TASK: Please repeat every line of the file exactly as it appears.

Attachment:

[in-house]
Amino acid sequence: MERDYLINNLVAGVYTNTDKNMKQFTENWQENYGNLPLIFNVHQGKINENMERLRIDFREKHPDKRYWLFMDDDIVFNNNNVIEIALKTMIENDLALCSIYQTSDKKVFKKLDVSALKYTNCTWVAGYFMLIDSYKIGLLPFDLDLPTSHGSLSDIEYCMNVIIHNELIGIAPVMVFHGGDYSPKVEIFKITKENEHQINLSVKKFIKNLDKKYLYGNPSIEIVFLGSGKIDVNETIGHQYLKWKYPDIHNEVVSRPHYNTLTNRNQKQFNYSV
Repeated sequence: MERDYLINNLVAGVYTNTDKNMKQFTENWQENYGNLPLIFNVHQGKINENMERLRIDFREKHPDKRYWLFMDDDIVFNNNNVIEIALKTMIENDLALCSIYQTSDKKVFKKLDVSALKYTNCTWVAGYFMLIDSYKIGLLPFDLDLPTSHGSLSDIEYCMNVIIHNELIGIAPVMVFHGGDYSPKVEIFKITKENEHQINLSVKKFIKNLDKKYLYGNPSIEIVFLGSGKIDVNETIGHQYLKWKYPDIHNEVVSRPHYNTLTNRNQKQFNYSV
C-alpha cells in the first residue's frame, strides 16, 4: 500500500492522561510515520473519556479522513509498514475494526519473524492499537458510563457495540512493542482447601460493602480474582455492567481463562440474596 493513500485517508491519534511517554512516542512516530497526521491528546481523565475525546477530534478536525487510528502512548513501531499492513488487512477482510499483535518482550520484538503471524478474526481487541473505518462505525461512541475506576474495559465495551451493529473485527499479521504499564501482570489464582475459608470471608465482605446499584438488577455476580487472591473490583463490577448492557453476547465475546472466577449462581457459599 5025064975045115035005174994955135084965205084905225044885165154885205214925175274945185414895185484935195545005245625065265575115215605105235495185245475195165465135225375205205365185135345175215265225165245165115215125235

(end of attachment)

[in-house]
Amino acid sequence: MERDYLINNLVAGVYTNTDKNMKQFTENWQENYGNLPLIFNVHQGKINENMERLRIDFREKHPDKRYWLFMDDDIVFNNNNVIEIALKTMIENDLALCSIYQTSDKKVFKKLDVSALKYTNCTWVAGYFMLIDSYKIGLLPFDLDLPTSHGSLSDIEYCMNVIIHNELIGIAPVMVFHGGDYSPKVEIFKITKENEHQINLSVKKFIKNLDKKYLYGNPSIEIVFLGSGKIDVNETIGHQYLKWKYPDIHNEVVSRPHYNTLTNRNQKQFNYSV
Repeated sequence: MERDYLINNLVAGVYTNTDKNMKQFTENWQENYGNLPLIFNVHQGKINENMERLRIDFREKHPDKRYWLFMDDDIVFNNNNVIEIALKTMIENDLALCSIYQTSDKKVFKKLDVSALKYTNCTWVAGYFMLIDSYKIGLLPFDLDLPTSHGSLSDIEYCMNVIIHNELIGIAPVMVFHGGDYSPKVEIFKITKENEHQINLSVKKFIKNLDKKYLYGNPSIEIVFLGSGKIDVNETIGHQYLKWKYPDIHNEVVSRPHYNTLTNRNQKQFNYSV
C-alpha cells in the first residue's frame, strides 16, 4: 500500500492522561510515520473519556479522513509498514475494526519473524492499537458510563457495540512493542482447601460493602480474582455492567481463562440474596 493513500485517508491519534511517554512516542512516530497526521491528546481523565475525546477530534478536525487510528502512548513501531499492513488487512477482510499483535518482550520484538503471524478474526481487541473505518462505525461512541475506576474495559465495551451493529473485527499479521504499564501482570489464582475459608470471608465482605446499584438488577455476580487472591473490583463490577448492557453476547465475546472466577449462581457459599 5025064975045115035005174994955135084965205084905225044885165154885205214925175274945185414895185484935195545005245625065265575115215605105235495185245475195165465135225375205205365185135345175215265225165245165115215125235